I have often thought that there is a relationship between politics and the binary code. Binary code; that’s the seemingly endless string of 0’s and 1’s that computers use to store and communicate information.
All human decision making; perhaps all human knowledge, comes down to the 0’s and the 1’s. Yes or No. Aye or Nay. Up or Down. True or false. It is or it ain’t.
Which is why the so called “two party system” came into being. It wasn’t invented or decreed. It wasn’t adopted like the the Constitution. It just happened when Vice President Thomas Jefferson ran against President John Adams in 1800.
The legacy of that election, often called the ‘revolution of 1800’ has been a national Congress in which both Houses are divided by an aisle down the approximate center, separating the majority from the minority.
Procedural rules in both houses protect the right of the minority to participate in the legislative process. Any truly deliberative body needs to hear both sides.
The Catholic Church never confers sainthood until it has heard from a “Devil’s Advocate” in opposition. Vigorous debate is the best insurance against bad decisions.
In the United Kingdom, it is customary for the party which is not in power to organize a “shadow government” consisting of unofficial department heads corresponding to the members of the ruling Party’s cabinet. Their function is to critique the work of cabinet officers.
The bottom line is that in civilized nations there is such a thing as ‘loyal opposition’ which is both honorable and useful. Members of the minority party take the same oath of office, and are bound to support the same Constitution as members of the majority.
We commonly talk about, and approve of, efforts by Representatives and Senators to “reach across the aisle” to assemble bi-partisan support for legislation. That involves nothing more nor less than listening to objections, debating alternatives and arriving a better conclusion because the loyal opposition has concurred in the final product.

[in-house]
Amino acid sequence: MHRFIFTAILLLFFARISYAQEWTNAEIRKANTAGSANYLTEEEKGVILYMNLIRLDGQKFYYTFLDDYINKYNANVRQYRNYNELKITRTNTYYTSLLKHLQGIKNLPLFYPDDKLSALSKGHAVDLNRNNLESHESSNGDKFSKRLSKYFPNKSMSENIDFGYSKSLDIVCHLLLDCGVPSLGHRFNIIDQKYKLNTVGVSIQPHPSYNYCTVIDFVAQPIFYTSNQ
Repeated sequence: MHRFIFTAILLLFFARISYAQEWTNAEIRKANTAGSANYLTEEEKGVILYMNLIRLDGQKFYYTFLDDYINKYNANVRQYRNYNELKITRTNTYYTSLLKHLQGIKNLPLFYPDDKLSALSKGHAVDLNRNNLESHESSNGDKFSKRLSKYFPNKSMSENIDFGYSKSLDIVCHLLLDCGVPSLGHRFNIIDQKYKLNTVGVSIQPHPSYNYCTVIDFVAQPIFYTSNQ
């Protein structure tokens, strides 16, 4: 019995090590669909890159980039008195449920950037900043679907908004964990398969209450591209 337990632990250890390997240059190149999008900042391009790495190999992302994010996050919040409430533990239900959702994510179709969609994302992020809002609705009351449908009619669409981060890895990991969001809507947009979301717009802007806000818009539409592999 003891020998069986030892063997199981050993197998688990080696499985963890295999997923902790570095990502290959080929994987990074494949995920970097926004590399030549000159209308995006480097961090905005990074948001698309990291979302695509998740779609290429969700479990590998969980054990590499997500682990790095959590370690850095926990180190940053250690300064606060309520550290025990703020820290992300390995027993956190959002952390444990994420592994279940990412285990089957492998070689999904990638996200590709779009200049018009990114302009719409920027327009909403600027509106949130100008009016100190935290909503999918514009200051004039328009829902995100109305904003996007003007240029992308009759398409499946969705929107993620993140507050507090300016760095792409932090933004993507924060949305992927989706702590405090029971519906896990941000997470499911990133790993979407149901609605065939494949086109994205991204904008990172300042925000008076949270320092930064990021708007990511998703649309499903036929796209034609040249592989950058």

The whole process is civilized, intelligent and proven by human experience.
All of which brings me to the misguided comments of Congressman John Lewis of Georgia:
“I believe in forgiveness. I believe in trying to work with people,” Lewis told NBC’s Chuck Todd in a segment for “Meet the Press.” “It’s going to be hard. It's going to be very difficult. I don't see this president-elect as a legitimate president.”
Lewis argued that the efforts of hackers suspected to be Russians, to discredit Hillary Clinton, tilted the election in Trump’s favor.
“That’s not right. That’s not fair. That’s not the open, Democratic process.” Sorry, Congressman, it was exactly what happens in free elections. Your side reveled in disclosing a statement by Mitt Romney at a private meeting;
the infamous 47% remark. You really can’t complain when Wiki Leaks reveals that the DNC was siding with Clinton against Bernie Sanders.
All of which wouldn’t matter much if it were not for Lewis’s background as a civil rights protester and his call to organize protest against the 45th President of the United States.
There is a place for loyal opposition in American politics. It’s a good thing; a useful component of our democracy.
But the attempt to marshal civil disobedience against the duly elected Chief Executive of the country is not only irresponsible, it is downright treasonous.
The thugs who rioted during the President’s inauguration broke the law, destroyed property and endangered lives. That 217 were arrested attests to the fact that there was serious mischief being done.
The thousands of women who marched today were peaceful. Despite their lack of any agenda, they had the right to march and express their unhappiness. But I sure hope they don’t listen to Representative Lewis’s call for civil disobedience.